Are Colleges Requiring Vaccines? What You Need to Know

The subject of colleges requiring vaccine schedules for students has always been a hot-button issue in America. But the coronavirus and COVID-19 pandemic fueled the fire and controversy more than ever. Whether you’re a parent with college-bound teens or a student yourself, knowing the facts about which colleges require students to get vaccinated is essential. In this article, Sadaka Law will explain everything you need to know about the necessary immunizations for college students, including specific requirements, potential exemptions, and more.

Why Do Colleges Require Vaccines for Students?

Most higher education systems — like colleges and universities — mandate vaccinations for health, safety, and legal reasons.

Concerns About the Health and Safety of Students

The main reason most colleges ask students to fulfill vaccine mandates is to safeguard public health. Requiring immunizations is an effective way to protect the safety and well-being of students, professors, visitors, school employees, and other members of the surrounding community.

To Prevent Potential Outbreaks of Vaccine-preventable Diseases (VPDs)

Students on campus share close quarters in dorms, common areas, classrooms, libraries, gyms and sports complexes, etc. In such an environment, diseases can spread like wildfire.

All it takes is one person to start a domino effect, whereby many could become infected. Most of the vaccines colleges require prevent students from becoming infected with dangerous diseases that have severe, debilitating, or even lifelong side effects.

For Legal Reasons and To Limit Liability Risks

Colleges and universities also implement vaccination requirements to protect themselves against legal issues. Allowing unvaccinated students on campus could put the school in legal hot water.

What happens if the vaccination rate is too low and a student suffers serious injuries or chronic health conditions after becoming infected with a VPD? Is the college held liable? You can imagine the legal problems this might present.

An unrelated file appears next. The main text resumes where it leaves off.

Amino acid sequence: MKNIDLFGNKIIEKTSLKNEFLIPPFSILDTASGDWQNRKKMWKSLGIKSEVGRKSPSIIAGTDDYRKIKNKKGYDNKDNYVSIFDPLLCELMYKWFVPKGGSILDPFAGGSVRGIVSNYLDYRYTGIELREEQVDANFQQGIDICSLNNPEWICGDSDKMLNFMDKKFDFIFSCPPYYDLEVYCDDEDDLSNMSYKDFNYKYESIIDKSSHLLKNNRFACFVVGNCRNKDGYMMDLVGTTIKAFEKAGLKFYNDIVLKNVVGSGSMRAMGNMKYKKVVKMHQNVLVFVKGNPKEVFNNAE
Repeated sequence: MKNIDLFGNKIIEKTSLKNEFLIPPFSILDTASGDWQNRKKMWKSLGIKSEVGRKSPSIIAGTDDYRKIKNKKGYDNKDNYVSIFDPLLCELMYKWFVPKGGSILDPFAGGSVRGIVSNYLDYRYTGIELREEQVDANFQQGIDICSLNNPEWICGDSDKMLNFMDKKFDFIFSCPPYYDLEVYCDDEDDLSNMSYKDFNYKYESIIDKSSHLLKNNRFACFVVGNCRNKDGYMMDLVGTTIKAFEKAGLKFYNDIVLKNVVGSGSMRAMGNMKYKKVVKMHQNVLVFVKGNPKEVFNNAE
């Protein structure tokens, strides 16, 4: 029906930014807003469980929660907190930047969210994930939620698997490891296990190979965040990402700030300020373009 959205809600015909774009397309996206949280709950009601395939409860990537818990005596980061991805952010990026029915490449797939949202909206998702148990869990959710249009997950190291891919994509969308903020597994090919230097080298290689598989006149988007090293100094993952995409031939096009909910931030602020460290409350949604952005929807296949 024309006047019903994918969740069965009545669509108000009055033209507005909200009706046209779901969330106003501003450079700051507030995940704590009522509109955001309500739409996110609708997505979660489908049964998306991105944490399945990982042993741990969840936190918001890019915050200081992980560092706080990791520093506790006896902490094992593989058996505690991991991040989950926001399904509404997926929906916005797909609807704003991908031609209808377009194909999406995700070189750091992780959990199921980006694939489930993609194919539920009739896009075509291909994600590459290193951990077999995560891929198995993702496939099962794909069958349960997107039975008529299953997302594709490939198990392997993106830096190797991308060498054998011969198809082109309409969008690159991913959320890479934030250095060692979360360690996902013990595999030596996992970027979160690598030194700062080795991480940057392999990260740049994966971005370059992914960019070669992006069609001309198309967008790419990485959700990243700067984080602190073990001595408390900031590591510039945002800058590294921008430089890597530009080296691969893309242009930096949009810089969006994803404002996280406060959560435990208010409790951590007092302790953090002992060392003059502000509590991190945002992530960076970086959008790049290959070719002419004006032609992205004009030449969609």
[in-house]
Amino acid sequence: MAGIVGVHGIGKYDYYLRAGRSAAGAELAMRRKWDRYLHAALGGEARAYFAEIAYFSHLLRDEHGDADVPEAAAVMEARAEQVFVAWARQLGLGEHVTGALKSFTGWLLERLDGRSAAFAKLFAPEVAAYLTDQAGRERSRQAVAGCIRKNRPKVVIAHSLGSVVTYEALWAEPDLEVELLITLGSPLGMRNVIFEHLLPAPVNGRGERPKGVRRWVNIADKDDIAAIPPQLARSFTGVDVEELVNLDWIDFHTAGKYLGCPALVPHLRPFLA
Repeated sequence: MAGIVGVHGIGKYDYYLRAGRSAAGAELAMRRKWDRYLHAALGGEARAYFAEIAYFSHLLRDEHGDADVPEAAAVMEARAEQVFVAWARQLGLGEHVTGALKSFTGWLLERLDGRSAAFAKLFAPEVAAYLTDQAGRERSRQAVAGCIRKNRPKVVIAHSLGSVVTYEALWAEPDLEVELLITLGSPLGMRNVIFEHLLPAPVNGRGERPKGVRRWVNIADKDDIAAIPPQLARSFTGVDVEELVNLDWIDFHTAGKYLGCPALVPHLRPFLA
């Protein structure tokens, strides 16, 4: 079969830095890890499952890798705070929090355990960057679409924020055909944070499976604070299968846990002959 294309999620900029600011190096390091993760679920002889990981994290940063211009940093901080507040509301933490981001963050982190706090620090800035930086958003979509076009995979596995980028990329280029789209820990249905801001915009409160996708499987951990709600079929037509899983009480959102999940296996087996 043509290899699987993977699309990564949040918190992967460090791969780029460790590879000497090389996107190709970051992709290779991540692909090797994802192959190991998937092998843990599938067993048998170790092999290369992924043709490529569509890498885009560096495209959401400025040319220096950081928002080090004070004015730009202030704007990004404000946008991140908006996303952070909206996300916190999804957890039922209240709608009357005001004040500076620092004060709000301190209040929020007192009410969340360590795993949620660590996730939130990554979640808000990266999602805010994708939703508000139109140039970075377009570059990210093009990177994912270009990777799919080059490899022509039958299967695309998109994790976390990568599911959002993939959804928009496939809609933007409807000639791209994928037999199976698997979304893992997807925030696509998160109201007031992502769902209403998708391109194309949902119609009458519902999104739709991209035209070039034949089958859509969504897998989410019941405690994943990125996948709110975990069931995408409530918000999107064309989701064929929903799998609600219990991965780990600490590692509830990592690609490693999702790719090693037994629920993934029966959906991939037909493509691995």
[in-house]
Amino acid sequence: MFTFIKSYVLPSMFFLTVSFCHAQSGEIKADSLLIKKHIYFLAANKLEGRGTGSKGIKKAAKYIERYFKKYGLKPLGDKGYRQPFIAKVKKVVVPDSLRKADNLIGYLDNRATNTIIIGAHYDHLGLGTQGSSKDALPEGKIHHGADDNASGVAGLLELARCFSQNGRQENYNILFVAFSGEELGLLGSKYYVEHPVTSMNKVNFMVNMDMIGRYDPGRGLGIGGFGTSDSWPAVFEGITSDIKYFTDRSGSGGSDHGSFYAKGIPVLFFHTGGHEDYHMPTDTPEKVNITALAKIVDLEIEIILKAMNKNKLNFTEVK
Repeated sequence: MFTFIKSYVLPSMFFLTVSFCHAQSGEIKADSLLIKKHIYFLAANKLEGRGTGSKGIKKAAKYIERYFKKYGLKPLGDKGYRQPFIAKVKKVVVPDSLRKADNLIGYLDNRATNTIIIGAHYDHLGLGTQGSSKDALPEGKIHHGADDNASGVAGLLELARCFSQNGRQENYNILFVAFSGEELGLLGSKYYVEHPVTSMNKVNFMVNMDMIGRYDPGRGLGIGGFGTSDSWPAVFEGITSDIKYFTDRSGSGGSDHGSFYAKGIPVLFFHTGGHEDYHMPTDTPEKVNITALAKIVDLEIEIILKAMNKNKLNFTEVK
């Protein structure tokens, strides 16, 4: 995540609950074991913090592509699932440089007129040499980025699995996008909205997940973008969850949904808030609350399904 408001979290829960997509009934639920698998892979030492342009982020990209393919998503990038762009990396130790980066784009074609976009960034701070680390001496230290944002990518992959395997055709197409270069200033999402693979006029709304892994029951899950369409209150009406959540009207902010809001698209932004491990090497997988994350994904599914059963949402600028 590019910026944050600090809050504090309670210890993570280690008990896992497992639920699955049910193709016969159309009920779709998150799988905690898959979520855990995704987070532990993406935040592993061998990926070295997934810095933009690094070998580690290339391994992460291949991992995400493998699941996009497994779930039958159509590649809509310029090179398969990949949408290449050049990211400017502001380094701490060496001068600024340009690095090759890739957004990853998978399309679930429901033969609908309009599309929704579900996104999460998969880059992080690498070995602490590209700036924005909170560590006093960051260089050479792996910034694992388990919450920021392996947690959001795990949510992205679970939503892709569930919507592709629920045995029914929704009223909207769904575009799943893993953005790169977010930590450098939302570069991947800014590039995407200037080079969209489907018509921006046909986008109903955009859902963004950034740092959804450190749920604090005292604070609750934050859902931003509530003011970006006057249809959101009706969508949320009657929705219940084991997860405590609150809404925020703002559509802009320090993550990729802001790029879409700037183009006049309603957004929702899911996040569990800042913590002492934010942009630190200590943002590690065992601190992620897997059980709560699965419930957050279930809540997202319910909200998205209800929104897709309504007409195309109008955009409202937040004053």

What Vaccines Are Typically Required by Colleges?

college students wearing backpacks going to school

Specific vaccine schedules vary by state and school, but generally speaking, the standard immunizations include the following:

In addition to the mandatory vaccines, many schools recommend the following immunizations:

  • Tetanus, Diphtheria, Pertussis (TDaP)
  • Meningococcal (MenB)
  • Hepatitis A
  • Hepatitis B
  • Pneumococcal (PCV13 and PPSV23)
  • Varicella (chickenpox)
  • Polio (IPV)
  • Haemophilus influenzae type b (Hib)

List of Colleges Requiring Vaccines for Student Enrollment

Colleges and universities mandating vaccines for students aren’t exactly breaking news. Immunizations like MMR, HPV, and influenza are standard fare. But the controversial student vaccination everyone’s talking, posting, and reading about is COVID-19.

When President Biden officially ended the state of emergency regarding the coronavirus pandemic in April, many colleges followed suit with their COVID-19 vaccine mandates. We don’t have enough room to name each college, but you can check out this blog post from BestColleges for the complete list.

Which Colleges Don’t Have a COVID-19 Vaccine Mandate for Students?

nurse holding small bottle with covid 19 vaccine

Please note that schools change and update their vaccination policies all the time. However, below is a list of the U.S. states that don’t have any colleges or universities requiring a COVID vaccine as of this writing:

  • Alabama
  • Alaska
  • Florida
  • Hawaii
  • Idaho
  • Iowa
  • Kansas
  • Mississippi
  • Montana
  • North Dakota
  • Oklahoma
  • South Dakota
  • Utah
  • West Virginia
  • Wyoming

Reasons Colleges Are Mandating Student Vaccinations

As we discussed earlier, colleges and universities have student vaccine mandates to protect the health and safety of all those involved. College students live and exist in close quarters with all kinds of people, including other students, faculty, employees, third-party vendors, and the list goes on. Such conditions create the perfect storm for diseases to spread rapidly.